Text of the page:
The mammary gland, the unique organ that primarily form at puberty, is an ideal model to study the functions of homeobox (HB) genes in both development and tumorigenesis. HB genes comprise a large family of developmental regulators that have a critical role in cell growth and differentiation. In the normal mammary gland, homeobox genes are involved in ductal formation, epithelial branching, and lobulo-alveolar development by regulating epithelial proliferation and differentiation. The HB genes are controlled in a spatial and temporal manner in both stromal and epithelial cells. They are coordinately regulated by hormones and extracellular matrix, suggesting that many signaling pathways are involved in homeobox gene functions. When homeobox genes are misexpressed in animal models, different defects are displayed in mammary gland development. Aberrant expression of homeobox genes, overexpressed or downregulated, is found in primary carcinomas and in breast cancer. The Otx1 HB gene is a classic regulatory of nervous system development during embryogenesis. Postnatally Otx1 is transcribed in the anterior pituitary gland, where activates transcription of the pituitary hormones, and plays a role in hematopoiesis, enhancing pluripotent cells, and erythroid differentiation. Otx1 can still be detected in mature cells of the erythroid and megacaryocytic lineage. During cyclical development of mammary gland, the Otx1 gene is overexpressed in lactation, confirming a role of this transcription factor in cell differentiation. Recent studies report that Otx1 is overexpressed in breast cancer. Otx1 is expressed during embryogenesis, and it is expressed again during carcinogenesis, implying its possible function in differentiation of neoplastic cells

The mammary gland and the homeobox gene Otx1 / I.S. Pagani, A. Terrinoni, L. Marenghi, I. Zucchi, A.M. Chiaravalli, V. Serra, F. Rovera, S. Sirchia, G. Dionigi, M. Miozzo, A. Frattini, A. Ferrari, C. Capella, F. Pasquali, F. Lo Curto, A. Albertini, G. Melino, G. Porta. - In: THE BREAST JOURNAL. - ISSN 1524-4741. - 16:suppl. 1(2010), pp. S53-S56. [10.1111/j.1524-4741.2010.01 006.x]

The mammary gland and the homeobox gene Otx1

S. Sirchia;G. Dionigi;
2010

Abstract

The mammary gland, the unique organ that primarily form at puberty, is an ideal model to study the functions of homeobox (HB) genes in both development and tumorigenesis. HB genes comprise a large family of developmental regulators that have a critical role in cell growth and differentiation. In the normal mammary gland, homeobox genes are involved in ductal formation, epithelial branching, and lobulo-alveolar development by regulating epithelial proliferation and differentiation. The HB genes are controlled in a spatial and temporal manner in both stromal and epithelial cells. They are coordinately regulated by hormones and extracellular matrix, suggesting that many signaling pathways are involved in homeobox gene functions. When homeobox genes are misexpressed in animal models, different defects are displayed in mammary gland development. Aberrant expression of homeobox genes, overexpressed or downregulated, is found in primary carcinomas and in breast cancer. The Otx1 HB gene is a classic regulatory of nervous system development during embryogenesis. Postnatally Otx1 is transcribed in the anterior pituitary gland, where activates transcription of the pituitary hormones, and plays a role in hematopoiesis, enhancing pluripotent cells, and erythroid differentiation. Otx1 can still be detected in mature cells of the erythroid and megacaryocytic lineage. During cyclical development of mammary gland, the Otx1 gene is overexpressed in lactation, confirming a role of this transcription factor in cell differentiation. Recent studies report that Otx1 is overexpressed in breast cancer. Otx1 is expressed during embryogenesis, and it is expressed again during carcinogenesis, implying its possible function in differentiation of neoplastic cells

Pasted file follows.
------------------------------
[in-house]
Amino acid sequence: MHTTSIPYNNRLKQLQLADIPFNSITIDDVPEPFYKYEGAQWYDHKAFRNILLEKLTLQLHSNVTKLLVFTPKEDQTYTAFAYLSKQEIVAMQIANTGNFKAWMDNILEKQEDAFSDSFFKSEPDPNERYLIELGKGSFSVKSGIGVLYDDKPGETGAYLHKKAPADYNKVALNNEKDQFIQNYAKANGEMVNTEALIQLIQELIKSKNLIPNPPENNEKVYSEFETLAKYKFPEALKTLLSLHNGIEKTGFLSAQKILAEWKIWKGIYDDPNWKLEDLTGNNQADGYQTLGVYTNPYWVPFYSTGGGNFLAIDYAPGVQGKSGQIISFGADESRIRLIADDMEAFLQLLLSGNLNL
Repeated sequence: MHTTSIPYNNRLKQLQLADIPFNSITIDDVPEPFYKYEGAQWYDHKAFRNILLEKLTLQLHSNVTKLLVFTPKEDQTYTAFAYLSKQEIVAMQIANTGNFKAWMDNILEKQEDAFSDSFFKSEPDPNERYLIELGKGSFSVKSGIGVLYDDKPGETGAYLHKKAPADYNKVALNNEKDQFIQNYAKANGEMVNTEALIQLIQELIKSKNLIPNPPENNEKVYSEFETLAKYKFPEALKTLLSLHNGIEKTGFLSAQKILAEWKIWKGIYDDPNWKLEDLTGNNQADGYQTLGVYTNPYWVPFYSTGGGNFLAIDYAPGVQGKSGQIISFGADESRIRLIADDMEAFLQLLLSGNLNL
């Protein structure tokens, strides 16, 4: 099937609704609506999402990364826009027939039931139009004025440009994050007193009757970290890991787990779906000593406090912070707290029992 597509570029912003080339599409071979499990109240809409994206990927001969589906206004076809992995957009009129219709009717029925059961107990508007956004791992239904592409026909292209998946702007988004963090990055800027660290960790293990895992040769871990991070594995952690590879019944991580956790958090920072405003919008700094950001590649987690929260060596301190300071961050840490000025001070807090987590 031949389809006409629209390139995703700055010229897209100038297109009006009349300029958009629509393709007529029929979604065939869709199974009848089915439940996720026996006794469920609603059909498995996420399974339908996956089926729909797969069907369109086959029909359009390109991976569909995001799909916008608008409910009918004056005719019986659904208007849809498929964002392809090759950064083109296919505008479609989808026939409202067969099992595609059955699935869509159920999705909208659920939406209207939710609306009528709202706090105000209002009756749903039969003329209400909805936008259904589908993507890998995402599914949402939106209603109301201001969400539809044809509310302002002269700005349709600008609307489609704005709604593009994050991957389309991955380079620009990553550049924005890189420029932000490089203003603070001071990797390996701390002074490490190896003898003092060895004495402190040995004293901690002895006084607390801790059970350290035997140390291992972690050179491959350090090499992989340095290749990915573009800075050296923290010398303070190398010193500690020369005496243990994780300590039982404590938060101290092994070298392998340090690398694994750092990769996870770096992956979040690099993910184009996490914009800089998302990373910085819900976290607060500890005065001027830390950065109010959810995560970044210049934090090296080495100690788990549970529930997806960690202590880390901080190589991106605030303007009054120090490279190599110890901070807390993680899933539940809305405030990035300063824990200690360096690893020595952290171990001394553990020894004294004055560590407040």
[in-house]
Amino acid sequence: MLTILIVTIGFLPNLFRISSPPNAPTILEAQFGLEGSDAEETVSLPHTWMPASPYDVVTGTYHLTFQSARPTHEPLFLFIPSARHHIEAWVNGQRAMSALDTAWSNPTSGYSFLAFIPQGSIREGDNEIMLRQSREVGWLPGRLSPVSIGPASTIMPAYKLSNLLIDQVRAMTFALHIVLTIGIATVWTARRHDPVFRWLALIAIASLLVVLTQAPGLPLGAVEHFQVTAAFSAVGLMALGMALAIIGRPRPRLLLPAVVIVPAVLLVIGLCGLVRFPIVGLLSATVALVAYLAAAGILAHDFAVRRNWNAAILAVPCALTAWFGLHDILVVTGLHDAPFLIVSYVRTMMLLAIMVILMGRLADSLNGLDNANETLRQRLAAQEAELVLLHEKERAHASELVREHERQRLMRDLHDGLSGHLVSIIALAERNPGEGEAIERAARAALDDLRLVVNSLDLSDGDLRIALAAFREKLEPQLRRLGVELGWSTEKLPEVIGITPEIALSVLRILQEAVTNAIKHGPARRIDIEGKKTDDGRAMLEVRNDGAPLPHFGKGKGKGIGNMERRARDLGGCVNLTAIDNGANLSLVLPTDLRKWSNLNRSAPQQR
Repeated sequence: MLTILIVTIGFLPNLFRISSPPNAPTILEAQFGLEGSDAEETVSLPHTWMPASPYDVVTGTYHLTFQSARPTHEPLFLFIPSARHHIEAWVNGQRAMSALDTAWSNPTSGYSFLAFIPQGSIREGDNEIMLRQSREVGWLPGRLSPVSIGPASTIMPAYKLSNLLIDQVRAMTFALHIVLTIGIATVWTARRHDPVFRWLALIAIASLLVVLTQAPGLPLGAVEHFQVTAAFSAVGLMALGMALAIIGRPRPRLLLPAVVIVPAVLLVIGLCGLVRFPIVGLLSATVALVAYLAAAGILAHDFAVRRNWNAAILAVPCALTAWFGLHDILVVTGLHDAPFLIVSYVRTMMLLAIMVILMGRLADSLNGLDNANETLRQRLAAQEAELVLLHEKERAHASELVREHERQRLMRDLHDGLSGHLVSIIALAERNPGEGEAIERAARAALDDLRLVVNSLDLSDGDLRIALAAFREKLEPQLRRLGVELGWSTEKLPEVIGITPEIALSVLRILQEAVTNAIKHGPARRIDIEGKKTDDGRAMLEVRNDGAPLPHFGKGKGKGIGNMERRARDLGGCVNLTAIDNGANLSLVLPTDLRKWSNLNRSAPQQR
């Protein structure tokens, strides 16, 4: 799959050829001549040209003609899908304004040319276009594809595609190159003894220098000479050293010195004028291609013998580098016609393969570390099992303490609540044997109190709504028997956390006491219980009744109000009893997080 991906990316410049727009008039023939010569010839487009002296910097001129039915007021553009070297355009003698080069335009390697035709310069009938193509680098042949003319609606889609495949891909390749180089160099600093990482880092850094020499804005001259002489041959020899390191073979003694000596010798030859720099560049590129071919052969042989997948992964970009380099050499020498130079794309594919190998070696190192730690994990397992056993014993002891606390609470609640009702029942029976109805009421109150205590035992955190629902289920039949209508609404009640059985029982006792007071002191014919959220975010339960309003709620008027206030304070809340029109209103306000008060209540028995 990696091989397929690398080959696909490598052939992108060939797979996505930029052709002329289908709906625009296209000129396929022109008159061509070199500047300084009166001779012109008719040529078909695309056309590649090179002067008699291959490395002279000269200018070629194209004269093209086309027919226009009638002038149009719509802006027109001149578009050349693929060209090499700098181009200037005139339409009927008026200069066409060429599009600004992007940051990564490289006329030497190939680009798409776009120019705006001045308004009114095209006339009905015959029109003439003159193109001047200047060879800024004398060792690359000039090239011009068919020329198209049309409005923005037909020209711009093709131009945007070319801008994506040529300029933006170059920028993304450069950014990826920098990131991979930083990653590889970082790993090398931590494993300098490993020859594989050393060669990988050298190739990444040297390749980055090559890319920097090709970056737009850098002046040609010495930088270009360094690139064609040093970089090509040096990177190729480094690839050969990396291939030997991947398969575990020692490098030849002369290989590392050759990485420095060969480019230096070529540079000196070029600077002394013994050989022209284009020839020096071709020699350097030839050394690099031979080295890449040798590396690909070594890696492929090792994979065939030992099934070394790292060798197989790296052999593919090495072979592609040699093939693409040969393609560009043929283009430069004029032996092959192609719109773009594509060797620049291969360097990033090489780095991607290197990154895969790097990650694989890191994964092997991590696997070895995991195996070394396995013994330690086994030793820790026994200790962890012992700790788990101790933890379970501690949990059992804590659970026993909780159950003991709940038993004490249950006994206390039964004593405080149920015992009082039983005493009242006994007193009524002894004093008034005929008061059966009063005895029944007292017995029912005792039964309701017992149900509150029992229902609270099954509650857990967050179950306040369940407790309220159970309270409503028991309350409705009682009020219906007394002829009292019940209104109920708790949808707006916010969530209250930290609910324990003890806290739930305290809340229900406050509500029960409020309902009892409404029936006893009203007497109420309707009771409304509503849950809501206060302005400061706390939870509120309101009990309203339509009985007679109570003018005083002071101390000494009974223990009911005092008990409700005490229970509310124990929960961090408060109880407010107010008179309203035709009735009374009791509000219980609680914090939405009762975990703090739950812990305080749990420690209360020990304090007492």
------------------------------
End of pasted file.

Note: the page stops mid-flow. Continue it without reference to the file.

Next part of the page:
breast cancer; homeobox genes; lactation; mammary gland; Otx1
Settore MED/18 - Chirurgia Generale
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Utilizza questo identificativo per citare o creare un link a questo documento: https://hdl.handle.net/2434/885762
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